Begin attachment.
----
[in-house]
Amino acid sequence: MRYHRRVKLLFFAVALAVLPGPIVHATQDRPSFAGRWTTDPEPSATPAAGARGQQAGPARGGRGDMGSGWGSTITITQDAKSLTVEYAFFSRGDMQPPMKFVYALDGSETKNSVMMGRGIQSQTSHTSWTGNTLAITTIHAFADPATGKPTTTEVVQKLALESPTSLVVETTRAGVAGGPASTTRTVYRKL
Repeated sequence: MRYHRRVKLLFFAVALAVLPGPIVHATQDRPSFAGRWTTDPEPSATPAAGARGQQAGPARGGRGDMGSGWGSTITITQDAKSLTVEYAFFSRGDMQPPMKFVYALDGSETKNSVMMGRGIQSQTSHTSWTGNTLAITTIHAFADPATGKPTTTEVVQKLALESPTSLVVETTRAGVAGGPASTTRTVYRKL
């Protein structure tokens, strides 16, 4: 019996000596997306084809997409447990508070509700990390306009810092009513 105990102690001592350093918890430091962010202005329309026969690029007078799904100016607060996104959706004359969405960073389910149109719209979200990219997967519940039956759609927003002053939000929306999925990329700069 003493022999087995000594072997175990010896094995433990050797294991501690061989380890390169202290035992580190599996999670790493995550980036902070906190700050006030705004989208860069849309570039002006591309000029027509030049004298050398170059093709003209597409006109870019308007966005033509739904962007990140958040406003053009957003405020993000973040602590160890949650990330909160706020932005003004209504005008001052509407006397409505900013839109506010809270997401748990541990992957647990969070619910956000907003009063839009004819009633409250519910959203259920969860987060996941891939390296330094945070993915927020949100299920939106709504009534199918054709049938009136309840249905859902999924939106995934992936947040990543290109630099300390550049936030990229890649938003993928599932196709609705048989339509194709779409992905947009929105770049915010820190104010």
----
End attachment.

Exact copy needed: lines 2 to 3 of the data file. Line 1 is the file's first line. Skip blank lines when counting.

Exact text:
Amino acid sequence: MRYHRRVKLLFFAVALAVLPGPIVHATQDRPSFAGRWTTDPEPSATPAAGARGQQAGPARGGRGDMGSGWGSTITITQDAKSLTVEYAFFSRGDMQPPMKFVYALDGSETKNSVMMGRGIQSQTSHTSWTGNTLAITTIHAFADPATGKPTTTEVVQKLALESPTSLVVETTRAGVAGGPASTTRTVYRKL
Repeated sequence: MRYHRRVKLLFFAVALAVLPGPIVHATQDRPSFAGRWTTDPEPSATPAAGARGQQAGPARGGRGDMGSGWGSTITITQDAKSLTVEYAFFSRGDMQPPMKFVYALDGSETKNSVMMGRGIQSQTSHTSWTGNTLAITTIHAFADPATGKPTTTEVVQKLALESPTSLVVETTRAGVAGGPASTTRTVYRKL